2 inmates die of suspected overdose at Florida prison

Inmates found unresponsive at Columbia Correctional Institution

By Maggie Lorenz - Multi-media journalist, Cali Kees - Associate producer

LAKE CITY, Fla. - Two inmates died and a third was in stable condition at a hospital Saturday after a suspected drug overdose at the Columbia Correctional Institution, according to the Florida Department of Corrections.

According to a news release from the agency, security and medical staff responded to initiate lifesaving measures after the inmates were found unresponsive about 3:15 p.m. Staff who responded were checked out at a hospital for symptoms related to potential drug exposure.

Authorities have not said how many staff members are being treated.

The Florida Department of Law Enforcement is investigating with the assistance of the department's Office of Inspector General.

"At this time our focus is on the health and swift recovery of the officers and individuals involved. The facility has been placed on lockdown, while we provide FDLE with everything they need to investigate this incident," Michelle Glady, director of communicators for the Florida Department of Corrections, said.

Richard Pari, who worked for the Federal Bureau of Prisons, said whatever drug it was, it was very powerful. 

"To me, it sounds like it could be fentanyl. I'm not 100% sure on that, but that is consistent of fentanyl coming in contact through the exposure of skin," said Pari.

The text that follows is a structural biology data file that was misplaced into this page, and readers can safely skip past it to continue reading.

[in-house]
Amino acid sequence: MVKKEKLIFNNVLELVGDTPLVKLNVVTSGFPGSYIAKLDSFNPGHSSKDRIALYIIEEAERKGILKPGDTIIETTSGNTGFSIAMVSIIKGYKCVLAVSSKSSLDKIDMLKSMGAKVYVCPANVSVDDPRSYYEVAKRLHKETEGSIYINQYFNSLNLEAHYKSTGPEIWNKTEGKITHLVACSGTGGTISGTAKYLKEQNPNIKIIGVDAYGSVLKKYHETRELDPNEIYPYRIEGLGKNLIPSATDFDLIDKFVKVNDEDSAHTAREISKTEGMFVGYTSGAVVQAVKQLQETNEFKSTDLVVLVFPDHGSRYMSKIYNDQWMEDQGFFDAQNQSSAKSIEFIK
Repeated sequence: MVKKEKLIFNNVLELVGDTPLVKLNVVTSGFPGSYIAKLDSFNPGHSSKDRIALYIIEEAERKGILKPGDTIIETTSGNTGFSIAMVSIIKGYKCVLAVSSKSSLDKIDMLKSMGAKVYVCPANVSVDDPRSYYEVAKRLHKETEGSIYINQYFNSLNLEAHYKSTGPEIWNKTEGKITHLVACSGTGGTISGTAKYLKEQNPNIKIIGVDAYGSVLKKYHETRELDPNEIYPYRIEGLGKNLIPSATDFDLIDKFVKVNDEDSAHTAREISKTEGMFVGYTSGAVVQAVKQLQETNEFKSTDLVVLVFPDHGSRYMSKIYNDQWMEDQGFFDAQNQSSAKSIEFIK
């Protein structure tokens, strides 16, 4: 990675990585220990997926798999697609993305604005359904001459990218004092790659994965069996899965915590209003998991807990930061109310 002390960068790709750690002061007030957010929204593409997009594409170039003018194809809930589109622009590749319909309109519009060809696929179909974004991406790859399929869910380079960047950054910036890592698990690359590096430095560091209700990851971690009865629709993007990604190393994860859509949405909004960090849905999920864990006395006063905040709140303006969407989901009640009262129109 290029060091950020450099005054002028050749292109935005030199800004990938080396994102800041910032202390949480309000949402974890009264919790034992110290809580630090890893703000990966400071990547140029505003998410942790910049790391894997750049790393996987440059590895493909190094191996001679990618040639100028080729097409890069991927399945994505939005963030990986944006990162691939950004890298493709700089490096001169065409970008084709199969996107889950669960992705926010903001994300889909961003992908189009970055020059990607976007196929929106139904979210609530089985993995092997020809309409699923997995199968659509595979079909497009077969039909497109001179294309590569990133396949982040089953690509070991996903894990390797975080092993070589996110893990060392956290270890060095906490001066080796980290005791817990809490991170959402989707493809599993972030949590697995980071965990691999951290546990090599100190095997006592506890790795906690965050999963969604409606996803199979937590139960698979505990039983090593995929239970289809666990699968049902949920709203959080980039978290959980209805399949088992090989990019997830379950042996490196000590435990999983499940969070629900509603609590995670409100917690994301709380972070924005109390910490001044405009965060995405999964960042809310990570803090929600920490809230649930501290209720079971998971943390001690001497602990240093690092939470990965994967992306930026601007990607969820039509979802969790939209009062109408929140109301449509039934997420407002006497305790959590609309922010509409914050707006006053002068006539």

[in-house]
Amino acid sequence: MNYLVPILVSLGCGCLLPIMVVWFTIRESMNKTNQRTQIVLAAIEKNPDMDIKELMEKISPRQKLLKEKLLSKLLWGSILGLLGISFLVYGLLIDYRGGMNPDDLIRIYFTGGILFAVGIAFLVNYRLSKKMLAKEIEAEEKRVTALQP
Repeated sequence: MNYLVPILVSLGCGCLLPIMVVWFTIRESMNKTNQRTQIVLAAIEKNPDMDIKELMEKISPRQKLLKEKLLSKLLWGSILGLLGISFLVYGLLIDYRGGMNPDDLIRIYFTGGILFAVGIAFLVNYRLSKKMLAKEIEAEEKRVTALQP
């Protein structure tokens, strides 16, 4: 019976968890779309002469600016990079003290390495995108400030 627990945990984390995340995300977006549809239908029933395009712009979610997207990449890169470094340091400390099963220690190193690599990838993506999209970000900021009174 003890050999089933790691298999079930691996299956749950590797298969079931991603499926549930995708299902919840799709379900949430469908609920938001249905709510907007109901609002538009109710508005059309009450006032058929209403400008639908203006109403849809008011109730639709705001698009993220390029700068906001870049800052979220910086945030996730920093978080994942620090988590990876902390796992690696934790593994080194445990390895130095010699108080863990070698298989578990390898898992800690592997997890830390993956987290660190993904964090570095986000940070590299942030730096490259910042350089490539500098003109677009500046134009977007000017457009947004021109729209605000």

Fentanyl is a synthetic opioid that's 50 times stronger than heroin. 

News4Jax crime and safety expert Ken Jefferson said you don't have to ingest fentanyl to experience its effects. 

"We have some type of drugs without ingesting it can cause bodily harm to you. Those are the most dangerous types because an innocent person can be involved just by contact, or just by being close enough to the person who has it or, in a lot of cases, it being shared on a regular basis, and that's what causes the effect of multiple people," said Jefferson.

There are many ways drugs can be smuggled inside a correctional institution. 

The most common way, Pari said, is through the visiting room. 

"Very possible that it could have come in through a visitor utilizing what we consider a balloon, something that they can cheek. They go to the bathroom,and they can basically take it out of their cavities and unfortunately, the person that they're gonna give it to is gonna be an inmate, and he's gonna ingest it, and very possible that if it was balloons, it could have burst," said Pari.

Visitation at the Columbia Correctional Institution was canceled on Sunday.

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